Think you’re ready for your radio, print or TV interview? It might look easy but taking the time to prepare will make all the difference in your comfort level and success. Here are 9 key steps to success:

  1. Prepare

One of the first steps in a marketing program is preparing a media kit. If you have one, you’ve probably created a sample question-and-answer sheet to add to your media kit. These Qs and As will give you a great starting point for your media interview. Make sure to go over the information and send this to the reporter or host.

  1. Research

Just like with writing, research is a critical. Read, watch, and listen to interviews with the media outlet or outlets you are most interested in or which are on target for your book. Become familiar with the interview format, the types of questions usually asked, and the length of time for responses. Your responses need to be succinct and on-point. Also, find out whether the interview is live or pre-recorded. That gives you more flexibility in the length of your answers. If the interview will be published via print or online, you might ask for a list of questions that you can respond to. This gives you more time to prepare your answers.

If it’s a broadcast Interview, practice in front of a mirror or webcam or with a friend. Remember to relax and pause for a deep breath if you need more time to respond.

  1. Help your host

Sometimes, short answers are better because they allow the host to ask another question, take another phone call, or go to a commercial. But, other times, the host will ask an open-ended question that allow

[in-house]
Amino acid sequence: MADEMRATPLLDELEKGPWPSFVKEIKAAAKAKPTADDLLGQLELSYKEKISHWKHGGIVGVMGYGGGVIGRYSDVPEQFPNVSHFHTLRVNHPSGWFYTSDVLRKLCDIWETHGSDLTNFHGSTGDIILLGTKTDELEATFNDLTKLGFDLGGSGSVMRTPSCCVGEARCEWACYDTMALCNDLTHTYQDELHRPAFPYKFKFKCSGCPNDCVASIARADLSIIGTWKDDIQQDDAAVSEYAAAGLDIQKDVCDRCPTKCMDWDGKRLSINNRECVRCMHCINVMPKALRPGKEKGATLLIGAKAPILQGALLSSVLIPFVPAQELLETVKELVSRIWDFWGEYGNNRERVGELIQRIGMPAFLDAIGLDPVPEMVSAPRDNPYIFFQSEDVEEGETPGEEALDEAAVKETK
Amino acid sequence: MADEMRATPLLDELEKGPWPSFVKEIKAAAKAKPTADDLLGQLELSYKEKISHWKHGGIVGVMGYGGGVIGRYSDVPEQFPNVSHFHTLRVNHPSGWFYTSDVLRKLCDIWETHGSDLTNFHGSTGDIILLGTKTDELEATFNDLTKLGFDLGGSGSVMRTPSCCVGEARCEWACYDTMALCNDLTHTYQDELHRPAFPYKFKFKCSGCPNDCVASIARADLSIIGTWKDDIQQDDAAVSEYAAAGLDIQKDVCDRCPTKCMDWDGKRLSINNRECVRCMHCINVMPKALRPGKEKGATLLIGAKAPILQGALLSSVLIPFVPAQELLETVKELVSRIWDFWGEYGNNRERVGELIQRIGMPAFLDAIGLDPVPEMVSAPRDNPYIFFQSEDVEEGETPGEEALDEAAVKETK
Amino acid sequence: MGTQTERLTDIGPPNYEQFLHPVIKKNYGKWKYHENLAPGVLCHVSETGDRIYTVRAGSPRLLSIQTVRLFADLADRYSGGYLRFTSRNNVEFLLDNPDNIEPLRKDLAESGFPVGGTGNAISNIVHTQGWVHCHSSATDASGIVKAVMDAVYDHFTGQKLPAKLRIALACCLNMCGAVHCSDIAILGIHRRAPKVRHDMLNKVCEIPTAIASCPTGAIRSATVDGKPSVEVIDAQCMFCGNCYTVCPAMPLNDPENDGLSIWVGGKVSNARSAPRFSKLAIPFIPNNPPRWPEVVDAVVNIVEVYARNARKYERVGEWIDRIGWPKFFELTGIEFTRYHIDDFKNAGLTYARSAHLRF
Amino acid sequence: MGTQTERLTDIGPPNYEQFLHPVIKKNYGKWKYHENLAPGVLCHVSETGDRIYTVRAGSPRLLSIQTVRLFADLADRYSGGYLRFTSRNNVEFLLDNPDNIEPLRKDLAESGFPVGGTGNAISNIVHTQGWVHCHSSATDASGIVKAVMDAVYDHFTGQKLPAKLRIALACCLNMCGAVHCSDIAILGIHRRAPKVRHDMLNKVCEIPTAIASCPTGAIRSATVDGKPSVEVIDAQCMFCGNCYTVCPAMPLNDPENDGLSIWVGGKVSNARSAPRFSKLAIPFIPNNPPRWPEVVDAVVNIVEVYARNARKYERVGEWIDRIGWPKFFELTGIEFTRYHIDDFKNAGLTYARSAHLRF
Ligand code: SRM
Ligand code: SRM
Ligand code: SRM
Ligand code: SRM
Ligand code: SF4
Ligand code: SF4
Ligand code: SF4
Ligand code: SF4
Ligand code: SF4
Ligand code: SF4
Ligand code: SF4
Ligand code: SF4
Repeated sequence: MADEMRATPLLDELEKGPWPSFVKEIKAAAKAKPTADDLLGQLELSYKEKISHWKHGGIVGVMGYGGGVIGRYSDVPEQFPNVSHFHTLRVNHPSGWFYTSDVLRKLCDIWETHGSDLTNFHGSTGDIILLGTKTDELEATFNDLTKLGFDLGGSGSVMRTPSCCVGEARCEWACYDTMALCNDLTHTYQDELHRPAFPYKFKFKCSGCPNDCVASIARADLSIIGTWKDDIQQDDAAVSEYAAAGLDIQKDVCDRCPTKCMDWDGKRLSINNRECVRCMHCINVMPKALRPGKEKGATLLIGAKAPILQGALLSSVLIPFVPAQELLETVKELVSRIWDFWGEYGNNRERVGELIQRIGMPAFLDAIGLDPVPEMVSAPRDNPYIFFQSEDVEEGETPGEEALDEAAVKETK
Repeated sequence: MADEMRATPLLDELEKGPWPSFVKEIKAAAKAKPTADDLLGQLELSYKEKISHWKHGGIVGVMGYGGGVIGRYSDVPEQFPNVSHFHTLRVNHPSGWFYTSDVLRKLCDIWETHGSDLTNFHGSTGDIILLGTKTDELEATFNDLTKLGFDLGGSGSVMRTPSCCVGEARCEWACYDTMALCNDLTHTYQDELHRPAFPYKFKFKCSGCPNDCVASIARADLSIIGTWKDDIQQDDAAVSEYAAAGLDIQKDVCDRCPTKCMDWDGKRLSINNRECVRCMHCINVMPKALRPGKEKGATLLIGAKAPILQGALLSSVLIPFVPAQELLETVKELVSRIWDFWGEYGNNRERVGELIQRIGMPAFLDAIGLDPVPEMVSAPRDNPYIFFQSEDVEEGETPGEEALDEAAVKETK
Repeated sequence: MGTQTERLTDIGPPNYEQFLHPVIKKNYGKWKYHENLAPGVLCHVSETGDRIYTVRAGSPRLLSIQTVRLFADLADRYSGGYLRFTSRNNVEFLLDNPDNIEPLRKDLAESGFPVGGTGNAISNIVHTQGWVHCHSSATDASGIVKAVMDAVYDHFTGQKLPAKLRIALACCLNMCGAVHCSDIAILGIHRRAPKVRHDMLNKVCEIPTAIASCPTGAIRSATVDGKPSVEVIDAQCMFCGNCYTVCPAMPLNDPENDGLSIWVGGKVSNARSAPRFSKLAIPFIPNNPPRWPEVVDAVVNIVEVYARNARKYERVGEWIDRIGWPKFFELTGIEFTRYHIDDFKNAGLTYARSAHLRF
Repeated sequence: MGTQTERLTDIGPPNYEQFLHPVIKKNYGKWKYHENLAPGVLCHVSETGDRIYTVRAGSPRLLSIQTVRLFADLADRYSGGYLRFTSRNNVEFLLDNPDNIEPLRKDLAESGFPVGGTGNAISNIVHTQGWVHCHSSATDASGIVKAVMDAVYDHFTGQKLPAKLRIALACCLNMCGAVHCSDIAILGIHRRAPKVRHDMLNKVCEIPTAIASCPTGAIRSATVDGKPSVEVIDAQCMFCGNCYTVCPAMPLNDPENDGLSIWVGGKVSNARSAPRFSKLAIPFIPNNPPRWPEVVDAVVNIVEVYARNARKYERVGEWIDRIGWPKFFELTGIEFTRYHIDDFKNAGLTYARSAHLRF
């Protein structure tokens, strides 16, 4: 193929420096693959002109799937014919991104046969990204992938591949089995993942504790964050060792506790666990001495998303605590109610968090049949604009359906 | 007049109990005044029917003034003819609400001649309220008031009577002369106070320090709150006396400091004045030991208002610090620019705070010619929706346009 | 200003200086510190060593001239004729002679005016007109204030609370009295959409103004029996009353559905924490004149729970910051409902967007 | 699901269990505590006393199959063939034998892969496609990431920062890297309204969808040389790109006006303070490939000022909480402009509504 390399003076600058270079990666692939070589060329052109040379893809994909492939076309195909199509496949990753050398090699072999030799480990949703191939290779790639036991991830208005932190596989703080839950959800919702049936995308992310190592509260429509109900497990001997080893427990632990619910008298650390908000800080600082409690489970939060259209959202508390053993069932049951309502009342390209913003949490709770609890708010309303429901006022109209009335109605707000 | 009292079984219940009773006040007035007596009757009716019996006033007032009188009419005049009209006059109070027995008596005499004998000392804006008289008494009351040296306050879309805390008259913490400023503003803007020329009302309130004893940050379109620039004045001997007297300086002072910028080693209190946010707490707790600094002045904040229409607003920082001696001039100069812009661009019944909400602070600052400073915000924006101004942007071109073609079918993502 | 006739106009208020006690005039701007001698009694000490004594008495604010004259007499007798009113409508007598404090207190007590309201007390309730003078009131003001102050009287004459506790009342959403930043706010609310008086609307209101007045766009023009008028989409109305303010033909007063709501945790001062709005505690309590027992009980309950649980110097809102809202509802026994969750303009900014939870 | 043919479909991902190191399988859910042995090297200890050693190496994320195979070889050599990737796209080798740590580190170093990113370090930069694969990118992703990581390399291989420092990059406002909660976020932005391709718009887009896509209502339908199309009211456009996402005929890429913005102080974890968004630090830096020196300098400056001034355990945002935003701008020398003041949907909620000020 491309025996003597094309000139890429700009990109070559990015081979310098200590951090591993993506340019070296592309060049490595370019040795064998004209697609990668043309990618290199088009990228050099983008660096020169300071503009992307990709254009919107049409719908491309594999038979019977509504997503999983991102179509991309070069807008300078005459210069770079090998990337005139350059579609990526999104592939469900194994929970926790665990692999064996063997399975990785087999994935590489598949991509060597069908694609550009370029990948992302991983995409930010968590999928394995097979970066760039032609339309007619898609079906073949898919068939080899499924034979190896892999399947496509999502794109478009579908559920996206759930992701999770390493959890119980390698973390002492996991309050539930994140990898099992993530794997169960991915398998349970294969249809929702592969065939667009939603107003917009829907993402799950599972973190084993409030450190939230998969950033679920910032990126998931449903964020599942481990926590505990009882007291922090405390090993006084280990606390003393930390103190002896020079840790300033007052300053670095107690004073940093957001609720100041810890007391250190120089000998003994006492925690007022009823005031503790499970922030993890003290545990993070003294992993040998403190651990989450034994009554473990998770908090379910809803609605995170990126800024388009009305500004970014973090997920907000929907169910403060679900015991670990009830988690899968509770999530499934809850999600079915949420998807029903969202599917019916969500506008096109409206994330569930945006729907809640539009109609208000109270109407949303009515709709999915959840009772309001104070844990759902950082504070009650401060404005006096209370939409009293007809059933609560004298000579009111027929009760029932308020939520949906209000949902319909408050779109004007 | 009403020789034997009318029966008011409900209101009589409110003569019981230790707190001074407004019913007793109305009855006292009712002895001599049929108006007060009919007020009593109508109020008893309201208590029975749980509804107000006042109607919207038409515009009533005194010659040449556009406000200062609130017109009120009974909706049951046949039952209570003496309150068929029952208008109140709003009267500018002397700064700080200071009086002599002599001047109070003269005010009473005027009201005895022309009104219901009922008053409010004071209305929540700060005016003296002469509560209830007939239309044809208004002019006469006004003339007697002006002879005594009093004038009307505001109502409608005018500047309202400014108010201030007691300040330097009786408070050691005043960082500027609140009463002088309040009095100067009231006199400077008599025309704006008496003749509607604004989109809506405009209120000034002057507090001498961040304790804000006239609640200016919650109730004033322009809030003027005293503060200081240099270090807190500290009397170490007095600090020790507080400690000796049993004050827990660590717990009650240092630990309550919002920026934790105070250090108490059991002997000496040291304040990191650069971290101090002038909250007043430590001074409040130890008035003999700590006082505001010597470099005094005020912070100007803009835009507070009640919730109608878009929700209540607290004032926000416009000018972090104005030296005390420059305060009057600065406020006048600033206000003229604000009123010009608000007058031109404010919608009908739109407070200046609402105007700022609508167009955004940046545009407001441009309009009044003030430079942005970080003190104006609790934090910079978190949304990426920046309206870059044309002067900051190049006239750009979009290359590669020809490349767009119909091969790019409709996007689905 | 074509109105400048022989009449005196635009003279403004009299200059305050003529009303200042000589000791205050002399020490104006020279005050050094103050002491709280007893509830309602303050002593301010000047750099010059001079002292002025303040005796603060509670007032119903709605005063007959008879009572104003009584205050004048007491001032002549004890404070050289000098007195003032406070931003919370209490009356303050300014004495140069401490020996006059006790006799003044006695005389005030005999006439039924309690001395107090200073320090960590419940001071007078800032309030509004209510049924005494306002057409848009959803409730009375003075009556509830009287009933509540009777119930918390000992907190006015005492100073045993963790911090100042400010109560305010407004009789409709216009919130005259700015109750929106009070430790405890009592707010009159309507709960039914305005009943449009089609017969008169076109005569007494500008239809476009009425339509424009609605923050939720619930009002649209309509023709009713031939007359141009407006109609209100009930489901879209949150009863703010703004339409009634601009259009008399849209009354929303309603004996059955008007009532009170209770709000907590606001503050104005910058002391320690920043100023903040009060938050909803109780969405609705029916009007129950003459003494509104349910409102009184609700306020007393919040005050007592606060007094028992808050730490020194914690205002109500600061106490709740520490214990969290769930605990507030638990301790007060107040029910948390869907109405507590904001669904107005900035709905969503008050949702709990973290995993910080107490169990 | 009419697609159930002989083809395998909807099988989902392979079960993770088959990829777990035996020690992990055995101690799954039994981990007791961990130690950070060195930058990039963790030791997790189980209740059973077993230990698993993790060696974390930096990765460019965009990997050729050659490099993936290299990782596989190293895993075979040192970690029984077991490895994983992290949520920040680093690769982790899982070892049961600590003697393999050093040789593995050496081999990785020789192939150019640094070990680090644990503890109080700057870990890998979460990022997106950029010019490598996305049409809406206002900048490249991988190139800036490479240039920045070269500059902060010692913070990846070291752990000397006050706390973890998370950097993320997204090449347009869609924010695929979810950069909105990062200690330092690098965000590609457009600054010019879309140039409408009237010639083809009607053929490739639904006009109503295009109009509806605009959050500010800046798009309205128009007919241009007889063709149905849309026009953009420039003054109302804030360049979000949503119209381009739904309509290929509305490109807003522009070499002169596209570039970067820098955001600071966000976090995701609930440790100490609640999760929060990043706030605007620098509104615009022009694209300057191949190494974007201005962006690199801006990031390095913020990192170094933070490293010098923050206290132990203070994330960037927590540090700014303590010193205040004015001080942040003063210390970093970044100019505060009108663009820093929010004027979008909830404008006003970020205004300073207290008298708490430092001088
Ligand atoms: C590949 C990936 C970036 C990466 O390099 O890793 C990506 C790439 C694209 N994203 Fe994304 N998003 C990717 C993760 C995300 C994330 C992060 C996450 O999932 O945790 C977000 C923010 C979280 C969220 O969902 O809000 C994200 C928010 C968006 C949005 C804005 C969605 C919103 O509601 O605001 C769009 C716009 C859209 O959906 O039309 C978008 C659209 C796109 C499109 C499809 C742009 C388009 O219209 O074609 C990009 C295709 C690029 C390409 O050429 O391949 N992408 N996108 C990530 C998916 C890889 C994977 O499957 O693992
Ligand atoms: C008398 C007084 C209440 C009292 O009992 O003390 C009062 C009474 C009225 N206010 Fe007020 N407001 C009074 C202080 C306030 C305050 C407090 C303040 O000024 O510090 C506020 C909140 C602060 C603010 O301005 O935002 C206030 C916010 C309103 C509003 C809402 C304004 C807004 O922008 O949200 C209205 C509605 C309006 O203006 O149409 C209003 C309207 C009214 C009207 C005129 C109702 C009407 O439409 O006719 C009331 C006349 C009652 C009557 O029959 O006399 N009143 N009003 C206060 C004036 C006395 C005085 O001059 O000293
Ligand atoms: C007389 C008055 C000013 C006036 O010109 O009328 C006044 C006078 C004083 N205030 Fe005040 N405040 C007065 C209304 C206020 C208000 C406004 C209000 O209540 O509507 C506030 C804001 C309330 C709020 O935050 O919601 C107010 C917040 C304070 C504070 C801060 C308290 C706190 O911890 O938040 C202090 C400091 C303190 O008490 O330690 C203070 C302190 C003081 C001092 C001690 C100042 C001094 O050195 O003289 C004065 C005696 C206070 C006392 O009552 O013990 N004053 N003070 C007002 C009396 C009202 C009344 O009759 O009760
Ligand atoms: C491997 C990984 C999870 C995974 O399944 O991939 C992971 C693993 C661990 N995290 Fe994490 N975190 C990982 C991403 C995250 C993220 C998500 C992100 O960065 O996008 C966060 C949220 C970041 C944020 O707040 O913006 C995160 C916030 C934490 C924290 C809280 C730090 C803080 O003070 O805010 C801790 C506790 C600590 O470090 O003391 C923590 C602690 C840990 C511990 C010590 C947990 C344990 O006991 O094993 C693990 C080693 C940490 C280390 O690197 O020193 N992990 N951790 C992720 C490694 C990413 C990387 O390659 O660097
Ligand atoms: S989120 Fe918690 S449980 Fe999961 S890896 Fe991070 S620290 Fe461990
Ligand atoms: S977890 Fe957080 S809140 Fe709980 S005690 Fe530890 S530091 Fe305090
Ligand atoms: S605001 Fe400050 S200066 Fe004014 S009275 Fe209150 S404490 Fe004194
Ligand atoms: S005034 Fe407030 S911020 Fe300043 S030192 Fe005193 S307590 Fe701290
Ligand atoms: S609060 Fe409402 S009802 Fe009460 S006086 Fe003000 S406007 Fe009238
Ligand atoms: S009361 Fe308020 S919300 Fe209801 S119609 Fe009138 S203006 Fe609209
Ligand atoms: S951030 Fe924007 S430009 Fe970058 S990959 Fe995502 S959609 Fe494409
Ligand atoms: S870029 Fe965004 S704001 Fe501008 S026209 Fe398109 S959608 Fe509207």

s you the flexibility to expound on your answer. You’ll judge the pacing when you research the show you’re being interviewed on, and by asking the host in advance.

  1. Express yourself

Readers appreciate a relaxed, authentic approach and want to know your story. And, on a radio program, listeners will “hear it” if you stand and mossmiling-phone-operatort importantly — smile. Try to match the host’s energy. Your passion – or lack of it — will really come across to the audience.

  1. Find a quiet spot for your interview

Most interviews will be arranged in advance. If it’s handled over the phone, be sure that you arrange to take t
he call in a quiet place where you won’t be distracted or interrupted. Also, practice your interviews in this space. You’re the expert and the radio host will usually attempt to make you comfortable and at ease.

Take your time and have your talking points in front of you. Make sure to answer questions in a way that presents you and your book in the most positive and interesting way.

  1. Practice makes perfect

With practice, you’ll relax during interviews and put yourself and your book in the best light. Think carefully before responding to questions, and answer with your practiced responses but avoid sounding canned.  The audience will pick up on rote answers so just be natural.

If you feel yourself becoming shaken and nervous, take a deep breath. It’s perfectly fine to tell the host or reporter that you don’t know the answer to the question if you don’t. Just respond that you’ll be happy to find out and get back with them. This gives you another reason to be on the show again!

  1. Be honest and avoid hyperbole

It’s easy to get nervous and misstate information about your book. Be cautious about this because your audience will know if you’re exaggerating or hyping your book. The host and audience appreciates real, in-depth information about you and your book. That’s why you’re on the show. And, if you make a mistake, don’t sweat. Everyone makes mistakes and you’ll improve with experience.

  1. Don’t depend on the host to make the plug

Make sure to mention your book title and where listeners can get a copy of your book such as your website, local bookstores, etc. and ask them to follow you on social media. Also make sure to talk about an upcoming book signing or author talk.

  1. Follow up after the interview

Everyone appreciates a thank-you as a follow-up to the interview via phone or e-mail. This is also a great opportunity to assure that the reporter, editor, or producer who interviewed you has all the information they need to complete their segment. If you have a publicist, this is usually SOP – standard operating practice.